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On casual pub sexism

I don’t want to cause alarm, but it turns out that despite years of battling for equality, there are some people in the UK who have completely missed the memo about women being independent, equal human beings.

I was in the pub on Friday with some friends, and one of my favourite boys. We danced, drank, flirted, and occasionally snogged each other like teenagers with a bucket of cider in a park.

After a couple of hours, a kind gentleman from the bar decided that the situation had reached tipping point. He could no longer stand by and watch the horror of the unfolding scene – what I can only describe as ‘some people having some fun that caused no harm whatsoever to those around them.’

With a slightly drunken leer, and eyes sparkling like those of someone who is about to make a truly knicker-wetting joke, he marched up and spoke to one of the boys I was with:

“You should control your woman.”

There was a distinct absence of laughter. ‘Control your woman’? Anyone would have thought that I was robbing the pub, or having a violent altercation with one of the other customers. But no – it turns out I was just dancing with someone who a passing stranger had identified as Not My Boyfriend. And he obviously felt that the boy he had mistakenly identified as My Boyfriend required help in handling what he perceived to be a crisis situation.

I can only begin to imagine what was going on in the mind of this gold-plated cretin. What is this woman doing – dancing? With a man? What if she gets pregnant? What will happen next? After all, dancing has been known to lead to so much more – women expecting oral sex, for example, or owning their own passports, perhaps even trying to have jobs with equal pay or something equally unconscionable.

omg it was just a joke lol

Perhaps I’m overreacting here – he was just trying to make a joke. He was a reasonably friendly dude and by the looks of it he mainly wanted to start conversation with a friendly-looking bunch of drunk strangers. I didn’t overreact and follow my immediate instinct – to piss into his pint glass then cackle like a terrifying harpy, but nevertheless I felt angry and uncomfortable.

Not only has someone told me that I am effectively ‘out of control’ for having the kind of fun that would happily be shown before the watershed, but he’s also implied that some other people see me with boys and infer ownership.

So instead of actually confront him about it, I thought I’d tackle it in the traditional nerd way, by retreating to the internet to have a bit of a rant. Because although this guy was joking, jokes like these are far, far too common for my liking.

“Blimey, she’s a fiesty one.”
“Looks like she wears the trousers in your house.”
“I’m surprised he lets you do this kind of stuff.”

One of the reasons I don’t have a boyfriend is that I don’t want any unrealistic expectations placed on me. I don’t want to have to remember birthdays, leave parties early, go to things I won’t enjoy, or not occasionally rub my crotch on people in the pub. In telling the boy to ‘control’ me, this guy reinforced everything I hate about relationships, and the expectations placed on you within them.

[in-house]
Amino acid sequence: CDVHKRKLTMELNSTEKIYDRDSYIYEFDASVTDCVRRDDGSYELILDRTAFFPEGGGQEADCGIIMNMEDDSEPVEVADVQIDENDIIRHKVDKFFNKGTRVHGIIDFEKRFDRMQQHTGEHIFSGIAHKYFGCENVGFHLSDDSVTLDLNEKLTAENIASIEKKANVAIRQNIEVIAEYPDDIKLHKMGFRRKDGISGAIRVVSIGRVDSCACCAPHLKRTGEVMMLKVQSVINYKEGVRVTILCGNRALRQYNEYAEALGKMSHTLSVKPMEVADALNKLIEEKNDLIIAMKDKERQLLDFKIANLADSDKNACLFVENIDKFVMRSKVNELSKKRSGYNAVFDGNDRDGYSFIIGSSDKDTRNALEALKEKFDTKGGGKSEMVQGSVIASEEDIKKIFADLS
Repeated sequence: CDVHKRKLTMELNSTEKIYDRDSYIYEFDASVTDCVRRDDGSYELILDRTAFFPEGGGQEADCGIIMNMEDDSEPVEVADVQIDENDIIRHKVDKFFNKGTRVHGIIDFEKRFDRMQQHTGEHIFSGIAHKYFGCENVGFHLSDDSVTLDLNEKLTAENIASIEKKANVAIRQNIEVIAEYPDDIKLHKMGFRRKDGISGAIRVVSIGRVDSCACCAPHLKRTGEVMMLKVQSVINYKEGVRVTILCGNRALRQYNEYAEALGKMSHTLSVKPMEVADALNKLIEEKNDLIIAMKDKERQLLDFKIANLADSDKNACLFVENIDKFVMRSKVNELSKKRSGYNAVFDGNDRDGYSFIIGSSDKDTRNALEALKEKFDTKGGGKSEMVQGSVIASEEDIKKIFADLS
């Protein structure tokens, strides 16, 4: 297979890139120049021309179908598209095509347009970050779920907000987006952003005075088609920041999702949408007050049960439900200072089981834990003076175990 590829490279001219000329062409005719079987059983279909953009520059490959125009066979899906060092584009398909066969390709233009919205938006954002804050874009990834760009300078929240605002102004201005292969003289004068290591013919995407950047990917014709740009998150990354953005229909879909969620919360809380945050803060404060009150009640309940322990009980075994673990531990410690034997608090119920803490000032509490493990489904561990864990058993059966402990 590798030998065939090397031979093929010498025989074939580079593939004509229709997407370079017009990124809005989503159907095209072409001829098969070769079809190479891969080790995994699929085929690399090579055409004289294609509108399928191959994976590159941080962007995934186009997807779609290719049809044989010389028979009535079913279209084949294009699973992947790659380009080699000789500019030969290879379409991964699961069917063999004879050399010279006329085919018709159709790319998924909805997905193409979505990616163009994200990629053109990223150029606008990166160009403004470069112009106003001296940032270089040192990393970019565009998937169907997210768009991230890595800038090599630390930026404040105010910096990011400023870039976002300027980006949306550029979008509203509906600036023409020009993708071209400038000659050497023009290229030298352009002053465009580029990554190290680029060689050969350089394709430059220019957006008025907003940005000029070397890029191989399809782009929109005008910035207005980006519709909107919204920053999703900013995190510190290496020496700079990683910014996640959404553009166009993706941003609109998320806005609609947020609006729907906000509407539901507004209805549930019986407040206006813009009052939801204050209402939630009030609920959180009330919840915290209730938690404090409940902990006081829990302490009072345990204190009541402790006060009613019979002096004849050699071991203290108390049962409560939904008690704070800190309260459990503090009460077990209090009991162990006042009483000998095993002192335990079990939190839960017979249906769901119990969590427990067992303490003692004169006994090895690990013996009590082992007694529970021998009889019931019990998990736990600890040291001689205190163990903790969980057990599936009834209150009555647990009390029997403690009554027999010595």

He also, even more hatefully, implied that once you have entered into a relationship with a boy, that boy has not only a right but a duty to control you. God forbid men should let their guard down in a public situation – the scorn of sexist pub men will be brought to bear on you if they witness your girlfriend dancing with another dude.

So in conclusion: no, I don’t want to let it go. Despite the no doubt side-splitting hilarity of this throwaway sexism, I’d urge sexist men to avoid ‘controlling their women’ – instead, why not learn to control your fucking self?

17 Comments

  • Tor says:

    It must be the week for it. I made a comment about football on Twitter that was retweeted and to which I received the comment “Get back in the kitchen”. I wasn’t sure whether to be angry or disappointed. To be honest, I’m a bit of both. It surprises me that men still think it acceptable to speak like that even if it’s meant jokingly.

    • girlonthenet says:

      Bloody hell. I am almost bereft of words and tempted just to reply with a horrified splutter.

      What did you say in response? Or did you just ignore it?

  • Ian says:

    god to love ridiculous, stereotyping horseshit. The man has to be in control, and if he’s not, it’s cause for humour and concern. What a gold plated turd.

    Reminds me of the only time when my sister has insisted using her professional title. She was buying a car about 2 years ago, and she went to a dealership with her husband. From the moment she walked onto the forecourt, the salesman acted like she was either a spectator to the purchase or the lucky little lady having a car bought for her. She’d ask questions about the cars they were looking at, and he’d turn and give the answer to her husband instead. At one point when she asked something about the price, the salesman said “Well, how much can he afford?”.

    After about 20 minutes, when she was determined never to buy a car from this pillock as long as she lived, they left. On their way out, the salesman said “We hope to hear from you soon, Mrs XXXX”

    She turned and said “It’s DOCTOR XXXX, actually”.

    Sad how common this stuff is.

    • girlonthenet says:

      This depresses the hell out of me. I am delighted that she didn’t buy the car, but sad that she did not punch him into the sun. The laws of physics, sadly, are often not on the side of justice.

      • lightinthedark says:

        Punching bad guys into the sun to preserve equal rights sounds like exactly the sort of thing Doctor XXXX would do in a comic. :-)

        … not exactly on topic, but thought it might lighten the mood.

  • Guineapiggypiggy says:

    This low-level sexism permeates every sector of society. I’m in a relationship but my b/f respects me not just as a woman but as a fellow human being.

    One of his friends on the other hand, believes that women belong in the kitchen. Needless to say, he gets a right ear-bashing every time he comes out with that view.